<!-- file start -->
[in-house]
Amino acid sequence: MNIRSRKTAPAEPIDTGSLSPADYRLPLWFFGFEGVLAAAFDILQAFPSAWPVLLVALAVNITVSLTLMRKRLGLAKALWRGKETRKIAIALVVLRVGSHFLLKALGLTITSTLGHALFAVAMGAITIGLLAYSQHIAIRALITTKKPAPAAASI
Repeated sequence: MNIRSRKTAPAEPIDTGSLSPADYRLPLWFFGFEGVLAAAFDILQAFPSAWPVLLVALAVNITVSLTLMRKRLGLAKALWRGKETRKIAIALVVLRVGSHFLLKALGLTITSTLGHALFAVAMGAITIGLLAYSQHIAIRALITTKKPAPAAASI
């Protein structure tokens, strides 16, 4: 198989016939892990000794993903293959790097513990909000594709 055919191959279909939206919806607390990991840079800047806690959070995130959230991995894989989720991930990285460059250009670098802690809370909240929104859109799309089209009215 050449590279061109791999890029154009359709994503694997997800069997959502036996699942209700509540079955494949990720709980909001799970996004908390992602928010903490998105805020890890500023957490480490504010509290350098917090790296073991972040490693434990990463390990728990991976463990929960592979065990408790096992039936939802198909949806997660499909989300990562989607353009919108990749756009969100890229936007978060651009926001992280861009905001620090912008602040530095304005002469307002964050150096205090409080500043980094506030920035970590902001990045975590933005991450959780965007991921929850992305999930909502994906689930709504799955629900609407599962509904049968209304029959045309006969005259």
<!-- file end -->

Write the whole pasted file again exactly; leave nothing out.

[in-house]
Amino acid sequence: MNIRSRKTAPAEPIDTGSLSPADYRLPLWFFGFEGVLAAAFDILQAFPSAWPVLLVALAVNITVSLTLMRKRLGLAKALWRGKETRKIAIALVVLRVGSHFLLKALGLTITSTLGHALFAVAMGAITIGLLAYSQHIAIRALITTKKPAPAAASI
Repeated sequence: MNIRSRKTAPAEPIDTGSLSPADYRLPLWFFGFEGVLAAAFDILQAFPSAWPVLLVALAVNITVSLTLMRKRLGLAKALWRGKETRKIAIALVVLRVGSHFLLKALGLTITSTLGHALFAVAMGAITIGLLAYSQHIAIRALITTKKPAPAAASI
């Protein structure tokens, strides 16, 4: 198989016939892990000794993903293959790097513990909000594709 055919191959279909939206919806607390990991840079800047806690959070995130959230991995894989989720991930990285460059250009670098802690809370909240929104859109799309089209009215 050449590279061109791999890029154009359709994503694997997800069997959502036996699942209700509540079955494949990720709980909001799970996004908390992602928010903490998105805020890890500023957490480490504010509290350098917090790296073991972040490693434990990463390990728990991976463990929960592979065990408790096992039936939802198909949806997660499909989300990562989607353009919108990749756009969100890229936007978060651009926001992280861009905001620090912008602040530095304005002469307002964050150096205090409080500043980094506030920035970590902001990045975590933005991450959780965007991921929850992305999930909502994906689930709504799955629900609407599962509904049968209304029959045309006969005259």